Home / 3D Printing Applications / Paralympics Athletes Benefit from Additive Manufacturing

Paralympics Athletes Benefit from Additive Manufacturing

The sports industry has started to take a serious look at how to use additive manufacturing (AM) to improve its products. 3D printed shoes aren’t a new idea, but some experts talk about using AM systems to customize running shoes for track conditions as little as an hour before the runner heads to the starting block.

AM (along with other advances in technology) has the potential to give what might be deemed an unfair advantage to some athletes (check out Engineering on the Edge for more details), particularly those with bigger expense accounts. It isn’t all bad news, though, AM has had a positive impact for athletes in the Paralympics.

Paralympics basketball athlete and his chair.

BMW designed Paralympics basketball chair. Courtesy of BMW.

Britain’s Paralympics basketball team comes to the court in high-tech wheelchairs designed by BMW. The engineers use knowledge gained from working in motor sports to create chairs that are custom made for each athlete. These specialty wheelchairs are lighter, faster and more maneuverable than the models most people are used to seeing.

The athletes are 3D scanned while sitting to produce a computer image with an accuracy of within 1mm. A CAD design was created using the scans to make a custom seat for each athlete. The CAD designs were then fed into an EOS machine (the EOSINT P 395) which printed out the new seats.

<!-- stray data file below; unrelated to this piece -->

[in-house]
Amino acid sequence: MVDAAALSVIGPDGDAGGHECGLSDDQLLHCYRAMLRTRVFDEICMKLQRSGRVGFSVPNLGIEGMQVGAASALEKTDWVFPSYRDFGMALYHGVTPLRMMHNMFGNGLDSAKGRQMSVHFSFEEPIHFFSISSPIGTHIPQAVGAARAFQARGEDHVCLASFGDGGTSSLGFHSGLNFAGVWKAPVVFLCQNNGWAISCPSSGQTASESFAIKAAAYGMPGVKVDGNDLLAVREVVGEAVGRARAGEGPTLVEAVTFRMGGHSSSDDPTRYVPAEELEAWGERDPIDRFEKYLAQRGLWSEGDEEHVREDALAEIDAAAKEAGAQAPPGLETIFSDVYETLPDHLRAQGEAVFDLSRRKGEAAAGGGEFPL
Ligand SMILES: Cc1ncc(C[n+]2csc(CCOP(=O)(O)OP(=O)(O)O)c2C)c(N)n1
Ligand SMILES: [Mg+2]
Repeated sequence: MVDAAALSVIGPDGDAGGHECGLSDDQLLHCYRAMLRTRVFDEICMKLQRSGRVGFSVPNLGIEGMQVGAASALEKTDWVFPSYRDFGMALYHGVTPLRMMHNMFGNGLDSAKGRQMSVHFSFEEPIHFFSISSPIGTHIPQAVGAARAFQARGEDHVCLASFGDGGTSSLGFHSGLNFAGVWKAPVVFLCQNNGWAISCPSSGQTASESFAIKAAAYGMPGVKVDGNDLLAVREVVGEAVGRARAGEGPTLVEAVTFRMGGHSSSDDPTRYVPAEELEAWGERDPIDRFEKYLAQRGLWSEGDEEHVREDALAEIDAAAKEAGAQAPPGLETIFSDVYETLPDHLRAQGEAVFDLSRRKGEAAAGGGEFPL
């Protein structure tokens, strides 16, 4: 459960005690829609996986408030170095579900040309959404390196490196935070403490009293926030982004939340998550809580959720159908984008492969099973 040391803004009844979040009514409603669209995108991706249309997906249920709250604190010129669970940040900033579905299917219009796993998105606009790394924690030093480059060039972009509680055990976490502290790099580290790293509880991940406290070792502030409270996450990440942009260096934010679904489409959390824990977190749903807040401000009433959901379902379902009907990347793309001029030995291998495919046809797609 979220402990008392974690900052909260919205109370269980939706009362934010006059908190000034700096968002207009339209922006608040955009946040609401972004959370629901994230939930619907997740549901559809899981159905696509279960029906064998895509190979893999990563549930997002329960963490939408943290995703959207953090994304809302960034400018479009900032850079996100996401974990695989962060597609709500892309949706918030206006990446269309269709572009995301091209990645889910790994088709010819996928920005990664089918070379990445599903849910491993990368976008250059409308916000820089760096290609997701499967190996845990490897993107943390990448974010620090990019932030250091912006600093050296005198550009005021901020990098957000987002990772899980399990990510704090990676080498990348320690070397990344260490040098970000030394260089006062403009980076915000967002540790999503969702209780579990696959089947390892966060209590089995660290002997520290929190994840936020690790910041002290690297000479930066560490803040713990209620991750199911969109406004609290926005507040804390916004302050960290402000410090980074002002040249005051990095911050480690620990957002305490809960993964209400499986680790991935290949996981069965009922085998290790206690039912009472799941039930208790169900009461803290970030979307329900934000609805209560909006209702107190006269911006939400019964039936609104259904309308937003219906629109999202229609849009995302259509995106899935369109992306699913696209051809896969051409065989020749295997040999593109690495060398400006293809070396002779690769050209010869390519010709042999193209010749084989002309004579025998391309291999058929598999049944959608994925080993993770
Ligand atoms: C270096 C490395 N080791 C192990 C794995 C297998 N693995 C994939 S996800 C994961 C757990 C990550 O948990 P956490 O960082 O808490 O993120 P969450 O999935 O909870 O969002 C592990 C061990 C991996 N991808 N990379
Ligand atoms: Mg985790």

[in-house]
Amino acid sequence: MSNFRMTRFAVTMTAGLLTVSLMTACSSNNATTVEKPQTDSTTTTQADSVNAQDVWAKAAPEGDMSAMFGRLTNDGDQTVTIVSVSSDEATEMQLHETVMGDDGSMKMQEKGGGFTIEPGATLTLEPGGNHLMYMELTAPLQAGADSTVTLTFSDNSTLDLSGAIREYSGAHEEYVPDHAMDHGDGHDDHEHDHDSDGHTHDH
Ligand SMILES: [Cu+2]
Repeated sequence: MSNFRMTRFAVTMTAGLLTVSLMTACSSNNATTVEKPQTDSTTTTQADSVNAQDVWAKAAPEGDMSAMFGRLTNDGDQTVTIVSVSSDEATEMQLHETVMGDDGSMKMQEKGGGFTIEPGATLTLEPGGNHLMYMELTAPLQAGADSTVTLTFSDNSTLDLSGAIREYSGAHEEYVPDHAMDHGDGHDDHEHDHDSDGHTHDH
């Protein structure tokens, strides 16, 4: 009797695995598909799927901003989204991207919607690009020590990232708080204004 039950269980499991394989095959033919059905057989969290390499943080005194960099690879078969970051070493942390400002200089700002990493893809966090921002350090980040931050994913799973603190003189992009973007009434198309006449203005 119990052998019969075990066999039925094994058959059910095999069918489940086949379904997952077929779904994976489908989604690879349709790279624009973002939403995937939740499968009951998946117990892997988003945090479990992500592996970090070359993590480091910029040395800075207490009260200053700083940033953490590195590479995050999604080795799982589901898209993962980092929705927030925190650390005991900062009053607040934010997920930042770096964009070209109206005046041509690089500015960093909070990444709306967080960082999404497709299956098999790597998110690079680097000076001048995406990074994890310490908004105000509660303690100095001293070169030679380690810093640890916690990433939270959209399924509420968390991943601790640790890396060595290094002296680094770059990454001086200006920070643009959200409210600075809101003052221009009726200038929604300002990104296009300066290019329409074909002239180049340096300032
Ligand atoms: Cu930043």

Using AM to create new chairs for the team had other benefits. The “close fit” of the new 3D printed seats left more room in the chairs to reduce weight in other areas. In turn, the improved lighter weight of the chairs proved easier for the athletes to maneuver. Each seat required two days to print out using laser sintering and was subsequently tested at British Aerospace’s wind tunnel in Wharton.

“The new seat has improved my game enormously. The stability gives me the ability to turn quickly both going right and left, which I was unable to do before,” said player Ade Orogbemi. “The extra speed it gives me around the court makes it easier to defend against the best attacking sides in the world to give us that unique advantage. I believe it is allowing me to play my best ever basketball.”

Every advance made in wheelchair technology for the Paralympics games will eventually become available for the public. Lighter wheelchairs may well prove a boon for an aging population and their caretakers.

“The Paralympics is wedded to science and technology. In the Paralympics charter, science is a huge part of it. It’s all about enhancement, it’s all about making people better,” says Dr. David James of Sheffield Hallam University’s Centre for Sports Engineering Research. “We use technologies from car design, Formula One, aerospace. Each Paralympics, you’ll see an advance on the technologies being used. We’re trying to make things better.”

Below you’ll find a video about Britain’s Paralympics basketball team.

Source: Daily Mail

About John Newman

John Newman is a contributing editor to Desktop Engineering magazine. He covers the rapid prototyping and manufacturing beat.

Leave a Reply

Your email address will not be published. Required fields are marked *

*

You may use these HTML tags and attributes: <a href="" title=""> <abbr title=""> <acronym title=""> <b> <blockquote cite=""> <cite> <code> <del datetime=""> <em> <i> <q cite=""> <strike> <strong>